The Indie Multiplayer Game Developers Conference has a special place in our (Ron and my hearts) because, although we’d been talking about starting a blog for a long time, the first IMGDC conference, held two years ago in Minneapolis, gave us the impetus to actually kick this blog off. This conference also holds a special place for me since it is the one event that fuses my two passions: multiplayer games and indie games. It’s quite a feat to pull of a conference like this in an economic downturn, and in true indie style Jonathan Stevens, IMGDC’s founder, averted disaster and managed to pull the conference together in Las Vegas against particularly daunting odds.
Ron and I decided to split the loot on this one, so I’m going to start with a summary of the first and second day keynotes, and talk about a few themes that emerged during the three days.
Jessica Mulligan kicked things off with a wonderfully practical historical overview that succinctly outlined the “indie life cycle” as comprising this basic pattern:
• Change happens
• Indies innovate, creating new markets that didn’t exist before
• Financial success ensues (sometimes after a few false starts)
• Big guys come in and push indies out, either acquiring or imitating them with bigger budgets; indies can no longer compete
Changes broke down into three main categories:
• Client platform
• Delivery framework
• Business model
One example of the latter included things like the transition from “rent by the hour” Internet access to monthly subscription fees, combined with better client machines and faster bandwidth, which paved the way for games like Meridian 59 and Ultima Online.
After following this pattern through several generations, Jessica posited that it is possible the part of the cycle that involved the demise of indies might be avoidable in the current climate. With online distributions, new business models, and a growing audience, it’s possible that indies can flourish in this new environment, largely because they are stealth and agile, as compared to the over-bloated majors with their hefty budgets and high-risk business models. I’m inclined to agree, and I liked her optimistic message.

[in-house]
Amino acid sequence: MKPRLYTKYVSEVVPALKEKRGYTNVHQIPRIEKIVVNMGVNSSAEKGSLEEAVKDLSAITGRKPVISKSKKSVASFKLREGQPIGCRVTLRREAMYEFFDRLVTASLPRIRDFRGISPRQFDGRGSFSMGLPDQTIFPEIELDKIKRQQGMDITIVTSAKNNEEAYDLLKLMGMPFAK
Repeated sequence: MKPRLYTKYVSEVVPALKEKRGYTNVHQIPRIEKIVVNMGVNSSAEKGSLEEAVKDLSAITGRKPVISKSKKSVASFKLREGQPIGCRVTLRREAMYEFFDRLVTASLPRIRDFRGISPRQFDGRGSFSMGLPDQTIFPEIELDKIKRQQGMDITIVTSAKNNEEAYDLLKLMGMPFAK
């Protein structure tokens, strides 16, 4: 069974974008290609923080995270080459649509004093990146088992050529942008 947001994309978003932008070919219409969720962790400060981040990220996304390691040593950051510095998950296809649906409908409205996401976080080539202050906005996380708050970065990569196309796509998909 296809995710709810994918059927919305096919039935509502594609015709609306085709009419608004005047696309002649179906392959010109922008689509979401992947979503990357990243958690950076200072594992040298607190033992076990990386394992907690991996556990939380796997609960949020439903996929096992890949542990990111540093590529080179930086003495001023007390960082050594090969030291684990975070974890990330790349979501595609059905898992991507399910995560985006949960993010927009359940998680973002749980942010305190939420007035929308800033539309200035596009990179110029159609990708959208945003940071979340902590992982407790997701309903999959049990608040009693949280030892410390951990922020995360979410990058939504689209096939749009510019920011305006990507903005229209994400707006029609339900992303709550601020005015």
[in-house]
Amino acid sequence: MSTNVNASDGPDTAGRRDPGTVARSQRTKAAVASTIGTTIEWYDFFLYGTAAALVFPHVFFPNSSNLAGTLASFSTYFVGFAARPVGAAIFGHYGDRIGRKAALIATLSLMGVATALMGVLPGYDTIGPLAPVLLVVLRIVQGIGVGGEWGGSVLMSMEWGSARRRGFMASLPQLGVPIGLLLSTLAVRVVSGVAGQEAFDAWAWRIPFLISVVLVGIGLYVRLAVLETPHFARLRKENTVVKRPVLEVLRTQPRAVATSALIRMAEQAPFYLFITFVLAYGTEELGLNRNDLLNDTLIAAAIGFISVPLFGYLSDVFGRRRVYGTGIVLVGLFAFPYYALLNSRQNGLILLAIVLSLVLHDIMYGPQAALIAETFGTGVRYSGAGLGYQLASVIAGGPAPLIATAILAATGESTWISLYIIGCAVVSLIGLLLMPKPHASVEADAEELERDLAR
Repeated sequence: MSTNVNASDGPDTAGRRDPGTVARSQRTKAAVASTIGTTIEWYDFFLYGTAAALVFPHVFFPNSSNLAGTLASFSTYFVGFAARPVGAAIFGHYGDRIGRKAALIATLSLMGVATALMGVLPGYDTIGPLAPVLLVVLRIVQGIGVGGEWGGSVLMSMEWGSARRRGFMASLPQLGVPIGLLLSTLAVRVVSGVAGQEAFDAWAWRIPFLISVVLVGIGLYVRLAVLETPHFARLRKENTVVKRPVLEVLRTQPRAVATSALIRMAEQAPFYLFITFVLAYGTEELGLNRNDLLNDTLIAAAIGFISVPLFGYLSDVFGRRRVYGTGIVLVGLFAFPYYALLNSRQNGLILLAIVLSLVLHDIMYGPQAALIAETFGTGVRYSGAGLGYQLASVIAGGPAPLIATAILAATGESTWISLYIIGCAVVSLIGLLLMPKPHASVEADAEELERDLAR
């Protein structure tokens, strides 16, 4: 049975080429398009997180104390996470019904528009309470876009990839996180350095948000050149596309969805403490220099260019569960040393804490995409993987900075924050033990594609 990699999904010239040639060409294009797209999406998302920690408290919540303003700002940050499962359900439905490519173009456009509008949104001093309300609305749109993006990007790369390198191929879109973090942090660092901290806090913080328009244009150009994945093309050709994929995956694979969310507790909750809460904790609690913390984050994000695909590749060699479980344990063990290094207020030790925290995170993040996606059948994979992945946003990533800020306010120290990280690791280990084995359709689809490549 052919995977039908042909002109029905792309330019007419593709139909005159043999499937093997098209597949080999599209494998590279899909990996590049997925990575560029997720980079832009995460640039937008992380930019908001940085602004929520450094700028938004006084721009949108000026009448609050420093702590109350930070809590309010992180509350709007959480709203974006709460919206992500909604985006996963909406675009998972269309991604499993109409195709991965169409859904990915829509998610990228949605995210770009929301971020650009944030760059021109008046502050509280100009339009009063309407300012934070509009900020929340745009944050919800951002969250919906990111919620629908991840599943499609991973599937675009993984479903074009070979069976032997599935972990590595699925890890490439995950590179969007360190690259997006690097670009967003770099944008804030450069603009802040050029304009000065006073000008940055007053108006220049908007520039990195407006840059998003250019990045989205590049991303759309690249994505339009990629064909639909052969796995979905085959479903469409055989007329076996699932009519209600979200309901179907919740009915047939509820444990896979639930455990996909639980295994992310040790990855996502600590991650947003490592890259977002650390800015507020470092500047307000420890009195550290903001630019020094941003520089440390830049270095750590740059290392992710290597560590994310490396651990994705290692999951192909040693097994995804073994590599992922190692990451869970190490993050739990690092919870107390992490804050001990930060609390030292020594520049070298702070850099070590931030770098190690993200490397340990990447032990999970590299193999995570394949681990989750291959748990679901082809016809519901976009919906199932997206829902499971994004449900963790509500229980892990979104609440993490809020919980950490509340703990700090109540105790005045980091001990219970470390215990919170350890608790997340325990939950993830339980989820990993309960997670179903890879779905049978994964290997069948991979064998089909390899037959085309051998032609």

Brian Green’s keynote kicked off day two. Brian is kind of the indie MMOG poster boy, known for reviving the defunct Meridian 59, which predated Ultima Online as the first graphical MMOG. Brian’s focus was “What is Indie?” I always have a hard time with this question because, as he put it, it’s sort of like pornography, “I can’t describe it but I know it when I see it.” The hazard that I am always wary of is people ordaining themselves as the arbiters of indie, to the exclusion of everyone else. In the discussion, I touted the IndieCade mandate of making indie as inclusive as possible. The most interesting part of this talk was the discussion afterward, and I think the take-away is that we have a big problem with the press: The mainstream game press is under the sway of its advertisers and tends to either ignore indie games or give them bad reviews. Some data I recently encountered showed an interesting phenomenon: game review ratings correlate to game sales in hardcore categories, but game review ratings are almost always completely inverse to actual sales when it comes to non-hardcore games. This suggests to me that indie MMOGs, but even more broadly, indie games overall, are in need of a new press paradigm. We need to bring game reviewing to a higher level, where the system is not just in place to support the status quo, but to really identify quality games and take the emphasis off production value and put it back on gameplay and creativity.